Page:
NEW ROCHELLE, N.Y. — When one team treats a game like it’s preseason and the other treats it like the regular season, you’re going to see a result like the one Penn had on Monday night at Iona.
In their first game of the season, the Quakers led 17-11 midway through the first half, but the Gaels sped out to a 37-4 run and ran away with the game, finishing ahead 78-50. A 28-point loss doesn’t sound like a sexy start to the season, but hearing the two coaches talk postgame demonstrated exactly why the final score appeared the way it did.
Iona is hoping to win the MAAC, but it’s also aiming for an at-large bid, according to Gaels coach — and college basketball legend — Rick Pitino. As such, Iona treated its opening-night contest with a sense of urgency Penn didn’t have. Five Gaels reached 25 minutes on the floor, while Penn only had one.
Iona senior forward Quinn Slazinski even said that Pitino came to practice in July talking about the schemes Penn would run on offense that they’d have to defend against. I’d be surprised if the Quakers discussed Iona specifically until last week.
As Penn coach Steve Donahue mentioned before the season, November and December largely serve as an opportunity for Penn to figure out its lineup ahead of Ivy League play, and he was no less emphatic about that fact Monday night. Only senior center Max Lorca-Lloyd reached 25 minutes, while 10 Quakers played double-digit minutes.
As Penn toys with its rotation, more results like at Iona may be in store, with the Quakers set to face Missouri of the SEC on Friday and Big 12 powerhouse West Virginia next week.
But in trying out different guys, there were some bright spots from Penn’s 28-point loss. Back from injury, Lorca-Lloyd played in his first game since last November and looked impressive, leading the Quakers in rebounds with 14 — a career-high — and blocks (three).
Last season, one of Penn’s main issues was the lack of a consistent big manning the middle. Senior forward Michael Moshkovitz stepped into the role, but at 6-foot-7, his abilities were limited. In Lorca-Lloyd, the Quakers add a defensive piece that can finally intimidate opposing players around the rim, which seemed to happen Monday night.
And after playing just 21 minutes across all of last season, guard/forward Ed Holland III spent 15:54 on the hardwood and had one of the best performances of anyone on the team. The sophomore scored nine points on 3-4 shooting, chipped in four rebounds, and had the only positive plus/minus of any Quaker that played double-digit minutes.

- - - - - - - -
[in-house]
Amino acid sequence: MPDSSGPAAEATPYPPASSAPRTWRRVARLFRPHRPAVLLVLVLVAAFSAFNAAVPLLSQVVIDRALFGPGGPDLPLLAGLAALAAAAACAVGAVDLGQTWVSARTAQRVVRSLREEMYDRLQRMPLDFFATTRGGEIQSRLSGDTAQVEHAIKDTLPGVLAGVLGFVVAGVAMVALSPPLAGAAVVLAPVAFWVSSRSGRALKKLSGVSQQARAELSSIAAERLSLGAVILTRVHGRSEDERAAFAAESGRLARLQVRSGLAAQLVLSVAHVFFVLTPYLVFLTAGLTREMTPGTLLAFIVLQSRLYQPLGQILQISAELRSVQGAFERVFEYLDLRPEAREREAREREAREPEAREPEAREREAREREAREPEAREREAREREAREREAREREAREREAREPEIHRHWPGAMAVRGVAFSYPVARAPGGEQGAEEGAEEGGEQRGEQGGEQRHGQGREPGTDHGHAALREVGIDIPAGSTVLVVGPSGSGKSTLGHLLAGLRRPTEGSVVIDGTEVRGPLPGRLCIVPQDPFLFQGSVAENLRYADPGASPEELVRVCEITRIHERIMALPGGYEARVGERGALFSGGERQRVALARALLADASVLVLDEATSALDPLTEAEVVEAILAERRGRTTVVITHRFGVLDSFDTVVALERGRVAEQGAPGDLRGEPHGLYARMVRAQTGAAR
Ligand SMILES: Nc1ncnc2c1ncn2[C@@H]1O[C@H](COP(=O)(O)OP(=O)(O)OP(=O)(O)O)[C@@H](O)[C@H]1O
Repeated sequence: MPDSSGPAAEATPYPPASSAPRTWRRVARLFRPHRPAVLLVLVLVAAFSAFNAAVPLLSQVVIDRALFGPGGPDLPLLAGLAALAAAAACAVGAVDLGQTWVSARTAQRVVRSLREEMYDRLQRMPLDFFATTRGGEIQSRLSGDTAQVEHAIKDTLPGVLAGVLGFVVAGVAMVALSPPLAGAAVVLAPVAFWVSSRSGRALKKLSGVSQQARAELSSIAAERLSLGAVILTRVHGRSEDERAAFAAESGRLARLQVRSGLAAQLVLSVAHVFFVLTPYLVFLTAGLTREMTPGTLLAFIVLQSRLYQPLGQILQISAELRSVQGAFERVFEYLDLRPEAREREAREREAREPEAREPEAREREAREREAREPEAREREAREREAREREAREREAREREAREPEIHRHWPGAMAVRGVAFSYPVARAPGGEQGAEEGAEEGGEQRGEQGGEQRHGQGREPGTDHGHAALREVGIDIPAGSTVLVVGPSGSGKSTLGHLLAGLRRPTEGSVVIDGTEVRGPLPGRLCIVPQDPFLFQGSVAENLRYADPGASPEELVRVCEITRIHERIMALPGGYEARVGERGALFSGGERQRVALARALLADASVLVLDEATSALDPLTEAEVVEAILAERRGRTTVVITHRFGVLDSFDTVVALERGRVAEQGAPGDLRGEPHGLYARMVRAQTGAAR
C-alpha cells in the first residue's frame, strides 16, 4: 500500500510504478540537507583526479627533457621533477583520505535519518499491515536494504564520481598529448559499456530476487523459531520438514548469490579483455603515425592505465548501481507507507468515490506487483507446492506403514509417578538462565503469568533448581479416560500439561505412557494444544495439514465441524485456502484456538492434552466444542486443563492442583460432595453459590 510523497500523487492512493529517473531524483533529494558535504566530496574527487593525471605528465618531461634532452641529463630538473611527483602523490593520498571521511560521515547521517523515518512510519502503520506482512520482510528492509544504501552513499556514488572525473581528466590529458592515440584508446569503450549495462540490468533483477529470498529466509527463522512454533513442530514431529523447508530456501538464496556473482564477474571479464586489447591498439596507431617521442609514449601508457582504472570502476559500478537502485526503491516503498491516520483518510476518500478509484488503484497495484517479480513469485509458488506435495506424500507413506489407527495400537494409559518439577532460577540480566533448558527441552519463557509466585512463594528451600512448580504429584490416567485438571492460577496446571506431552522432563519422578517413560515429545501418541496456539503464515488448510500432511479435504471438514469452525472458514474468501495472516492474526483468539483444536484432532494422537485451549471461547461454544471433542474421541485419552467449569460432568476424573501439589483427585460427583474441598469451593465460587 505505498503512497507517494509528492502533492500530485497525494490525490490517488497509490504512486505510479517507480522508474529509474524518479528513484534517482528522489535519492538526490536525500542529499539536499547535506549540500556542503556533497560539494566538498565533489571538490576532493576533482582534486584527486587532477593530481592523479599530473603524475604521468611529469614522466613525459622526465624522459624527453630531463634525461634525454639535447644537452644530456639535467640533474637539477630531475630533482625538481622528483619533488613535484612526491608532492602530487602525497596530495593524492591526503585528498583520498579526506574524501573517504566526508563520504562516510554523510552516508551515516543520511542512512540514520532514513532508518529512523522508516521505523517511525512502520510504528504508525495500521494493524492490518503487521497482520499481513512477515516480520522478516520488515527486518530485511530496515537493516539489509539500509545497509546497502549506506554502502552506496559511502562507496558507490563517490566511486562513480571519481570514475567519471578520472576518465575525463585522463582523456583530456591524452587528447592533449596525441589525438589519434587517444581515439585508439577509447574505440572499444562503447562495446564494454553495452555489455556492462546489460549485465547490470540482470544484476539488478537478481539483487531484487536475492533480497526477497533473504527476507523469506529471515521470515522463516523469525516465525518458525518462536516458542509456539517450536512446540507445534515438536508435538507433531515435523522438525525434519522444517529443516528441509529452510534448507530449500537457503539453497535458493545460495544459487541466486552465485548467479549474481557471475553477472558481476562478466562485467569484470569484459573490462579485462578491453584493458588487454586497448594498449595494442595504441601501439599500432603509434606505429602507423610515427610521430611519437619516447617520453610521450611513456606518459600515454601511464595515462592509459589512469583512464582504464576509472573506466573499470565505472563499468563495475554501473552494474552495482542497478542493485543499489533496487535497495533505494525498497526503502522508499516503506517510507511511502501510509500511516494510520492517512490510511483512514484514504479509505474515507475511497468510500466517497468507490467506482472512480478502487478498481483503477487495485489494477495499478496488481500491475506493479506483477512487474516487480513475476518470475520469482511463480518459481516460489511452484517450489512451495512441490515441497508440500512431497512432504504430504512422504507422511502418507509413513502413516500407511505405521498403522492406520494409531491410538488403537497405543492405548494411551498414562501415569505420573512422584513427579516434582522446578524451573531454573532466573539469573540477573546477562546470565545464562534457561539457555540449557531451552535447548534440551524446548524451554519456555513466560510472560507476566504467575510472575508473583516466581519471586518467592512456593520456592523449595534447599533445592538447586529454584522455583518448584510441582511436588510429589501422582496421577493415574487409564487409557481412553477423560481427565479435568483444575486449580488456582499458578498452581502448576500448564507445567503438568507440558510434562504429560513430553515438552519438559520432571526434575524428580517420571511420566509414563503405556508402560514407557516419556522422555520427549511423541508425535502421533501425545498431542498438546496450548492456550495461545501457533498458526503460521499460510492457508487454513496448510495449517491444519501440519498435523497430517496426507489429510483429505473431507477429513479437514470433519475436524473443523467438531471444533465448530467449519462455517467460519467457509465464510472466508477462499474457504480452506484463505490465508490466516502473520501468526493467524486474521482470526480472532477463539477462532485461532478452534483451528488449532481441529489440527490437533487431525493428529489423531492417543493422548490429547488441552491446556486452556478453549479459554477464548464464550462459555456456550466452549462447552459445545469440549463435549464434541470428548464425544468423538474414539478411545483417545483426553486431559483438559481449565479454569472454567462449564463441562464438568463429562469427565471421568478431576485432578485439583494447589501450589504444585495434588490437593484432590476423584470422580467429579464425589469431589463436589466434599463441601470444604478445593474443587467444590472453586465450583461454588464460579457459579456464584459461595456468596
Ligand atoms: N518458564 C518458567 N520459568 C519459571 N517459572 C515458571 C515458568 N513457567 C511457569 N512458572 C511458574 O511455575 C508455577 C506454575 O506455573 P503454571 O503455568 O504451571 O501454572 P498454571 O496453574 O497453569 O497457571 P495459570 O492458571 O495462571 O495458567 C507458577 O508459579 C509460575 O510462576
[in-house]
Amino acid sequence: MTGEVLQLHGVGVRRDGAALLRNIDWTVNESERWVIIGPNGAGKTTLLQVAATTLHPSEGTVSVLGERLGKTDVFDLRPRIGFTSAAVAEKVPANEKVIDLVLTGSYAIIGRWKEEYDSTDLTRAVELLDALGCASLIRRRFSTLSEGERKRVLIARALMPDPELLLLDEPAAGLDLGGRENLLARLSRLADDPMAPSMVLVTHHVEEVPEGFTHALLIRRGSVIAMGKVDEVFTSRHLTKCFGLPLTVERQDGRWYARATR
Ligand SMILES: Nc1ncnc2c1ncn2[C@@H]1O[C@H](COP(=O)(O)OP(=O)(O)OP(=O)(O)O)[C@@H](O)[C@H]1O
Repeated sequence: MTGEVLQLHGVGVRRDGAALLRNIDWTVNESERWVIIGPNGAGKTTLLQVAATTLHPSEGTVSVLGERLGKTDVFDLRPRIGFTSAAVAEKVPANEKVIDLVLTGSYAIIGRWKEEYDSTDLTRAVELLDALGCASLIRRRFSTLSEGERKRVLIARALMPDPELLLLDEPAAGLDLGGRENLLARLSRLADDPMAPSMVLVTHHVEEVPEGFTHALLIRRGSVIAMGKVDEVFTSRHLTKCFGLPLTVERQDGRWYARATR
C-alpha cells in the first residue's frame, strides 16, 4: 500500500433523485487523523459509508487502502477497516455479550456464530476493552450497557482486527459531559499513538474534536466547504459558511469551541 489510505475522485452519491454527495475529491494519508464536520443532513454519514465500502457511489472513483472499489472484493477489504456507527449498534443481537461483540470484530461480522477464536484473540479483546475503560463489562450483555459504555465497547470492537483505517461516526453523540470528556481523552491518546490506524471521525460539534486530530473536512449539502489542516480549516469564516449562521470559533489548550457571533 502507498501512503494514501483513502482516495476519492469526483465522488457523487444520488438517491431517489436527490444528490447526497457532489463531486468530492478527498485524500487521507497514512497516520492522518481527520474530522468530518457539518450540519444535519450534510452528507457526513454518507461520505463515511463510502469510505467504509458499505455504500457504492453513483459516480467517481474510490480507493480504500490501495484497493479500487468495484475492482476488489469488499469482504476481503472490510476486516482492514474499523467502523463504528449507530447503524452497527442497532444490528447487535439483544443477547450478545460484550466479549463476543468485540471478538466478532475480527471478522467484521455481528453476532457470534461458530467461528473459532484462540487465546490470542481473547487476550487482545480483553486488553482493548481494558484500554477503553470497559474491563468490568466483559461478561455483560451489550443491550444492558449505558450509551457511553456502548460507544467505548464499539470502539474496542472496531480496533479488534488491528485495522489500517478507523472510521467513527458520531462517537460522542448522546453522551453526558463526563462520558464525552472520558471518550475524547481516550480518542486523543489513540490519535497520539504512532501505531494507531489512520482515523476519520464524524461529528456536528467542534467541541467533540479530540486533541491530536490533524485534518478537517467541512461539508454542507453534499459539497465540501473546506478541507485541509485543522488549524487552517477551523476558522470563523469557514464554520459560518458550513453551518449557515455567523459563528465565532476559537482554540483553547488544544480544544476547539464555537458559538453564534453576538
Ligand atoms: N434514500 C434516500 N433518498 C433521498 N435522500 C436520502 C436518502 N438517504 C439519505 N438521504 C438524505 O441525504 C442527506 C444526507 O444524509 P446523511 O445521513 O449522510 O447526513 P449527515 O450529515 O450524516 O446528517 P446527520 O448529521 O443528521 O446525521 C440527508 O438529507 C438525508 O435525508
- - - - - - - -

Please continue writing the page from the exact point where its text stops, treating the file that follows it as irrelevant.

Outside of those two guys, though, not much else went right for Penn. From deep, the Quakers shot an abysmal 3-25, with junior guards Jordan Dingle and Clark Slajchert alone combining for 0-13. The Quakers were also careless offensively, amassing 18 turnovers to Iona’s five.
Both issues are fixable. But if either starts to become a trend, more results like Monday will become the norm.
Of course, you have to give Iona a lot of credit. Postgame, one of its players said that the Gaels are “100% Coach P’s team,” with Pitino having hand-picked each player, and it shows. Plus, maybe it was evident on the broadcast, but Iona’s arena is an incredibly difficult place to play. It's a small venue packed by a massive contingent of students that showed up 45 minutes to tip-off, and clearly had some level of basketball knowledge.
Put it this way: Out of all the players and coaches mentioned during the pregame introductions, Pitino got the loudest ovation, and rightly so. The man's coached two (if you count the vacated one) title teams. If Pitino came to Penn, most students would probably confuse him with Al Pacino.
(Side note: Listening to Pitino go off in the postgame press conference about the NCAA’s treatment of him over the last five years with his recruiting scandal was easily the most surreal moment of my DP career.)
Anyways, tangent aside, Penn’s 28-point loss to Iona was ugly. You’re not going to win many games when the opposing team goes on a 37-4 run. But if fans have a little patience, the positives from this game — combined with the maturity of an experienced roster — should manifest when it counts.
MATTHEW FRANK is a Senior Sports Editor for The Daily Pennsylvanian and is a College junior from Miami studying English. He can be reached at email@example.com.